West Side Monsters II

243 Riverside Drive (96th St)- The Cliff Dwelling

The southwestern decorative motif on this building is really something different. A giant cow skull sits at the center, while mask faces and line designs fill out the sides.

Note the use of swastikas in the building's upper corners! The swastika is an ancient mystic symbol- which was found in both the New World and the Old. Since it was adopted by the Nazi's of course, the swastika has been hopelessly tainted and you'd never find it in a modern decorative motif (for good and obvious reasons). The Cliff Dwelling was built in 1911 though, before the symbol had any such negative connotations attached to it.

continue up Riverside Drive to 110th Street and turn right to...

380 Riverside Drive (entrance on 110th)

I almost went right past this one, dismissing it as just another West Side building covered with Acanthus leaf brackets and scrolls (nothing against the floral stuff- but you have to draw the line somewhere, and my focus is on monsters). And then I saw the front door! The whole entranceway is held up by two huge male torso figures in Classical drape. The figure on the left looks suitably tortured, but the fellow on the right appears more bored than anguished. Also, in the center of the frame supported by the two figures, is the wreathed head of a mischievous Pan/Bacchus boy.

now walk east on 110th to...

527 W. 110th Street (between Broadway & Amsterdam)

(found on tip from Jean Greenberg) This one made me laugh out loud. Four large, comical figures (I suppose they're monks) sit on plaques set low enough that you can see all of their wonderful details. One is a rather bemused looking elderly scholar, one eats porridge, one is tasting soup from a pot, and one greedily clutches what appears to be a plucked chicken on a small platter. These same figures are repeated on the other side of the building, but are currently obscured by scaffolding. There are two more figure plaques on either side of the front door- and they seem to be singing (drunkenly?) Under each singing monk, are smaller faces, also wearing comical expressions. Look up to the upper molding strip to see a line of pointy hooded scowling monks, and a couple of winged beasts perched on the molding.

While photographing these figures, we learned from the doorman that this building has been granted Historical Landmark status and it was built between 1896-1910.

now head around the block to...

526 W. 111th Street (between Broadway & Amsterdam)

This building is tucked away on a shady block (we found it while looking for parking on our trip to the cathedral of St. John the Divine). The figure plaques are of a similar style to the ones on 527 W. 110th St., although not as large or overtly comical.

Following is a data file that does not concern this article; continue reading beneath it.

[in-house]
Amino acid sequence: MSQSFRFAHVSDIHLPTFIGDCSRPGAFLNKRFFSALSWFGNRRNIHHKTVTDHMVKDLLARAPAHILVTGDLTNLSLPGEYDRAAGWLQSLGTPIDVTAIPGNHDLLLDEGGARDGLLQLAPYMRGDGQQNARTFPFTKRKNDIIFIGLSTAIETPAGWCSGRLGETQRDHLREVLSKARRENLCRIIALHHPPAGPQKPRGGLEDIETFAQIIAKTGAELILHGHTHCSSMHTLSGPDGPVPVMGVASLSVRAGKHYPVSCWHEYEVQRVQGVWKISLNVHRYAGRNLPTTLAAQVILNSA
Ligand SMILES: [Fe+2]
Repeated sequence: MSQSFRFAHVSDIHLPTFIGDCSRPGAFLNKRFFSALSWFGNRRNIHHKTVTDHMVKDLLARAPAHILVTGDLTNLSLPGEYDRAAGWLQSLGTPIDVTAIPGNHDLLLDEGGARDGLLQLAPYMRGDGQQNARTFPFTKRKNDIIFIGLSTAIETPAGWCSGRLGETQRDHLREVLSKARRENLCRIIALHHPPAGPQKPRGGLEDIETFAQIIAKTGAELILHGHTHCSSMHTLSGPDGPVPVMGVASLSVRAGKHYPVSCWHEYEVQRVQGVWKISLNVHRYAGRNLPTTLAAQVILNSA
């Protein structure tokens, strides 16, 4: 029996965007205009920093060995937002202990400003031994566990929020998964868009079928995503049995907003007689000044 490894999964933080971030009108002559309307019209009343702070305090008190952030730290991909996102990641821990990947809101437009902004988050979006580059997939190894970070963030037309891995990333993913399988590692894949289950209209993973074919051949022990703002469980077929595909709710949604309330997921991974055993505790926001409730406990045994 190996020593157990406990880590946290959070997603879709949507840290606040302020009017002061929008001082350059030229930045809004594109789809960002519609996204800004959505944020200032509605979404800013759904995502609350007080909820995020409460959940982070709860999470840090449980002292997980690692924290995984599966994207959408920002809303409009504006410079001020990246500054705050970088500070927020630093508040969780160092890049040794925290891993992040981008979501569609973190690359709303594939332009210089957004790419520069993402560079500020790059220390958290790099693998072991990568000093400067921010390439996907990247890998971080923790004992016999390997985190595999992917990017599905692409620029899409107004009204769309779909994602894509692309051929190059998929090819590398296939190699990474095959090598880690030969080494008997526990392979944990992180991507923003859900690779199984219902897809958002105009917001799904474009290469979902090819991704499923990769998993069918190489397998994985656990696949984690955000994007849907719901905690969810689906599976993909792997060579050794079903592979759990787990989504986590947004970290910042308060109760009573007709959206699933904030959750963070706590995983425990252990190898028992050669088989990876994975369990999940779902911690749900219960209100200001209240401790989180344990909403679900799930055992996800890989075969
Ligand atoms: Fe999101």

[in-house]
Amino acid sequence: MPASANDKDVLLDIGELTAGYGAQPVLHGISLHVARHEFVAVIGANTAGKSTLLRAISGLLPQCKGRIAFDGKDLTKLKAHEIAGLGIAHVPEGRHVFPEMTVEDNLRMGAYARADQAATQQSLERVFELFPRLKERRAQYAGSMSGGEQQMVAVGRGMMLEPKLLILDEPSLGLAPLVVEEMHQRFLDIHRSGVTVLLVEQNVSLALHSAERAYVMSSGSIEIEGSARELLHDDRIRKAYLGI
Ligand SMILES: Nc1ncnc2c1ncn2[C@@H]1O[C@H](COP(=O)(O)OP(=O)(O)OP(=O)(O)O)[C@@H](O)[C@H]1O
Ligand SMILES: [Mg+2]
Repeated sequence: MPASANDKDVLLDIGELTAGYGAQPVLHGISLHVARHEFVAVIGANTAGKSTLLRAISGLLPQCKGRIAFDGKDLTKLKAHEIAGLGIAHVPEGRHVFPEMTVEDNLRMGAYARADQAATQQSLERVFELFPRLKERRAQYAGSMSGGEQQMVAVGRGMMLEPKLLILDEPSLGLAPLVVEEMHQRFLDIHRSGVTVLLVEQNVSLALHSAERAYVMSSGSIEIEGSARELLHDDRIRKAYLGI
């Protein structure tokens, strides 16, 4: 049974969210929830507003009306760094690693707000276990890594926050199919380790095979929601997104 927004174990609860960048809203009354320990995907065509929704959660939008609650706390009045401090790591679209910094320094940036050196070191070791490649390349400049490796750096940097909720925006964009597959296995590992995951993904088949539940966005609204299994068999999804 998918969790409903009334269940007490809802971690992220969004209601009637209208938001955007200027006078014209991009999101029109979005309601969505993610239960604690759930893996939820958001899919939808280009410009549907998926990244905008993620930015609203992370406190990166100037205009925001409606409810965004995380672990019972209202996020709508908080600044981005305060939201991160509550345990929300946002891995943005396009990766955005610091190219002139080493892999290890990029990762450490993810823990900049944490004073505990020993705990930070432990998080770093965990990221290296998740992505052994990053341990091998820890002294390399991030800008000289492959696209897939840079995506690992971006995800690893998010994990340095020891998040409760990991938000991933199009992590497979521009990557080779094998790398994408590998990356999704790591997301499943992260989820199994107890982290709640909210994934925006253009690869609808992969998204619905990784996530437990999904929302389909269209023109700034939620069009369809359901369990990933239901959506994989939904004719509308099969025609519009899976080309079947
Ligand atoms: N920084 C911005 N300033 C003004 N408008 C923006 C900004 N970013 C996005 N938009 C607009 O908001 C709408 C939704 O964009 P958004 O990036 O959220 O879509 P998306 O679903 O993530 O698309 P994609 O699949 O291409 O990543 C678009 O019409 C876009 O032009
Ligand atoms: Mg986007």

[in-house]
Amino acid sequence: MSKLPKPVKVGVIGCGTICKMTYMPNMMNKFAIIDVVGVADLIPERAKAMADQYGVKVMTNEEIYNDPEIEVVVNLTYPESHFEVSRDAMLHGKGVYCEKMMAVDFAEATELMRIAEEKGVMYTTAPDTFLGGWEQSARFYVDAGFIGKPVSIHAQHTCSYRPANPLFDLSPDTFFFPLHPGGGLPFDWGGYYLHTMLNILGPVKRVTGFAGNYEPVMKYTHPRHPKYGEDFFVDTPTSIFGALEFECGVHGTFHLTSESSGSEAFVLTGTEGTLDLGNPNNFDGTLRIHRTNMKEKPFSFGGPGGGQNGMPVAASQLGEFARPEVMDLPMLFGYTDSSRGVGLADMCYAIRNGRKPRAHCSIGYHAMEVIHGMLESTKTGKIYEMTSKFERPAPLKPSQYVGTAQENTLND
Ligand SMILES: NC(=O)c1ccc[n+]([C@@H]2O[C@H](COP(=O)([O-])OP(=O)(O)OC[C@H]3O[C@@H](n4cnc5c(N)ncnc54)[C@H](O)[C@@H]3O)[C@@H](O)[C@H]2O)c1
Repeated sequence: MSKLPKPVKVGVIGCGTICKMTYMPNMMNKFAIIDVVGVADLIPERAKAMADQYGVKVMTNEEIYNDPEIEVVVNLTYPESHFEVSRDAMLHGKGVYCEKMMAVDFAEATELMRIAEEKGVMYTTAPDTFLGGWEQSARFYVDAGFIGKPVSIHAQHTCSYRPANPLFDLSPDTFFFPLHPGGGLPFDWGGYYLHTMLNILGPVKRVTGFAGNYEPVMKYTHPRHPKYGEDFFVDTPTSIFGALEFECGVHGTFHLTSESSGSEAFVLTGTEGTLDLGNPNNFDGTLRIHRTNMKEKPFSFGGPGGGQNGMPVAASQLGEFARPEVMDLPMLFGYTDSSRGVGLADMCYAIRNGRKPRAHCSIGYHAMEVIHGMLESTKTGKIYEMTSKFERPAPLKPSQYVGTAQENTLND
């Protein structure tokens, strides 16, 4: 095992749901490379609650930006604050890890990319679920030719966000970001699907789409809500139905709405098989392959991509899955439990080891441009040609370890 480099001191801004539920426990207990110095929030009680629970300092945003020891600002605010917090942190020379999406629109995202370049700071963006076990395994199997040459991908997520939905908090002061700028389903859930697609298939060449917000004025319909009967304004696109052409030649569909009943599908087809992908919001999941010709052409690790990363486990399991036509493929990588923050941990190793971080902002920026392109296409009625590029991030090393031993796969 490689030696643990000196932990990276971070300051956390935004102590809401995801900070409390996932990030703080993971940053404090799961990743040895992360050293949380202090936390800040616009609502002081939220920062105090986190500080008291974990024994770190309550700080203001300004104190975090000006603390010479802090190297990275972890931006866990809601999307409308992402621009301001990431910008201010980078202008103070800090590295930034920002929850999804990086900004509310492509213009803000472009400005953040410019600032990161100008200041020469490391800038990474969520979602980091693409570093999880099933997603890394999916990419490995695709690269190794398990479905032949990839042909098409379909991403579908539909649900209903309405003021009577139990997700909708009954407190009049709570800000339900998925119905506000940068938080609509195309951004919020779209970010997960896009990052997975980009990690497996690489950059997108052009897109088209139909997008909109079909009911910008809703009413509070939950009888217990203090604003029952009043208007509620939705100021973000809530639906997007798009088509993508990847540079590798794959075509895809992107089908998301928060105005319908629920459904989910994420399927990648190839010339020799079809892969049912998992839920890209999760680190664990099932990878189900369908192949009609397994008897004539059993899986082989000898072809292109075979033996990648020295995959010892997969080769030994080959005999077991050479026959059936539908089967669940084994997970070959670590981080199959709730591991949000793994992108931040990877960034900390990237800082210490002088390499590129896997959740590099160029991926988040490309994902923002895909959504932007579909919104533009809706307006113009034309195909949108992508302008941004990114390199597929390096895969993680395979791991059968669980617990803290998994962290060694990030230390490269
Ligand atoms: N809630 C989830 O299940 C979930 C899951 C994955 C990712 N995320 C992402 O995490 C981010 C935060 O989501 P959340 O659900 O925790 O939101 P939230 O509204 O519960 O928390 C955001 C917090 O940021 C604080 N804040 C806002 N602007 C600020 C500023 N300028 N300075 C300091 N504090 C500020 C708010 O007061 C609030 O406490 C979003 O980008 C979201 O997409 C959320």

There are two alternating styles- one a scribe with a tassled hat and pointy shoes doing lettering with a t-square. The other figure is a bricklayer in high pointy boots and an apron, holding a trowel. The scribe at the west end of the building has actually lettered in the name of the architect and the building date.

Now, take a look into the courtyard. I think that this used to be a really beautiful building that fell upon some hard times. There's one row of stained glass windows left- but the rest have been either replaced with ordinary storm windows, or bricked up. I don't know whether or not the flower urns are original to the building, but I like them nonetheless.

from here, you should be in clear view of the last stop on this tour...

St. John The Divine (Amsterdam Avenue & 111th St.)

A visit to the cathedral church of St. John the Divine should be part of any thorough New York itinerary- whether or not you're a monster lover. The cathedral, still under construction, is the world's largest- and although it lacks the delicacy and elegance of the original cathedrals of Europe- it's still certainly an impressive structure.

Modern stone carvers from around the world come to apprentice at St. John's- it's such a unique project and opportunity. The cathedral shop has some fascinating information on this ancient craft, and you can see the fruits of their labor all over the cathedral's front facade on Amsterdam Avenue.

Monsters concentrate at the tops of the arches, and there are also spouts up higher. There are angel figures that fly out from above the arched doorways like spouts- and something about them keeps reminding me of the scene from Raiders of the Lost Ark where the spirits fly around and melt all the Nazi's who were trying to steal the Ark of the Covenant.

The cathedral is open daily from 7:15am-5:00pm. There is a vertical tour available as well, which takes you up into the rafters. I haven't taken it yet, but I plan to. If anybody out there has taken the vertical tour- feel free to write to me with your impressions of it.

Neighborhood Notes:The West Side is a monster lovers paradise, there is no way I can include them all. My best advice to you is to use this guide as a starting point and then as you continue to wander around- Look Up! In the meantime, try another of The Monster Walks

© 2003 Amelia Wilson. All rights reserved.